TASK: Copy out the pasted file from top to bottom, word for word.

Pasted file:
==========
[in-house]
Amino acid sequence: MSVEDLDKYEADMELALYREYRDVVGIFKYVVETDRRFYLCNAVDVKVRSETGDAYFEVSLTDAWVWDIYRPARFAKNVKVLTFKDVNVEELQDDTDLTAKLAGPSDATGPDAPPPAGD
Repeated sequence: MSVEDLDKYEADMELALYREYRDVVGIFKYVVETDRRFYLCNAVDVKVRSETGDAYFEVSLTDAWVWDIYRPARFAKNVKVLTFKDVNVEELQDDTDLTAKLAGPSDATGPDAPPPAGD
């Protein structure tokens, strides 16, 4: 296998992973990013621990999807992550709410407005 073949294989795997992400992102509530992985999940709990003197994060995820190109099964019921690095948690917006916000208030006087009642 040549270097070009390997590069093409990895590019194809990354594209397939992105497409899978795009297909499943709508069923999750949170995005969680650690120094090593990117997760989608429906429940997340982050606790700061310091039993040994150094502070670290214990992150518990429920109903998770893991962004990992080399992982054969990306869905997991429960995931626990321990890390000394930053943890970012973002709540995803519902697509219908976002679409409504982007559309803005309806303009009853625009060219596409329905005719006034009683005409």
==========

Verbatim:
[in-house]
Amino acid sequence: MSVEDLDKYEADMELALYREYRDVVGIFKYVVETDRRFYLCNAVDVKVRSETGDAYFEVSLTDAWVWDIYRPARFAKNVKVLTFKDVNVEELQDDTDLTAKLAGPSDATGPDAPPPAGD
Repeated sequence: MSVEDLDKYEADMELALYREYRDVVGIFKYVVETDRRFYLCNAVDVKVRSETGDAYFEVSLTDAWVWDIYRPARFAKNVKVLTFKDVNVEELQDDTDLTAKLAGPSDATGPDAPPPAGD
């Protein structure tokens, strides 16, 4: 296998992973990013621990999807992550709410407005 073949294989795997992400992102509530992985999940709990003197994060995820190109099964019921690095948690917006916000208030006087009642 040549270097070009390997590069093409990895590019194809990354594209397939992105497409899978795009297909499943709508069923999750949170995005969680650690120094090593990117997760989608429906429940997340982050606790700061310091039993040994150094502070670290214990992150518990429920109903998770893991962004990992080399992982054969990306869905997991429960995931626990321990890390000394930053943890970012973002709540995803519902697509219908976002679409409504982007559309803005309806303009009853625009060219596409329905005719006034009683005409």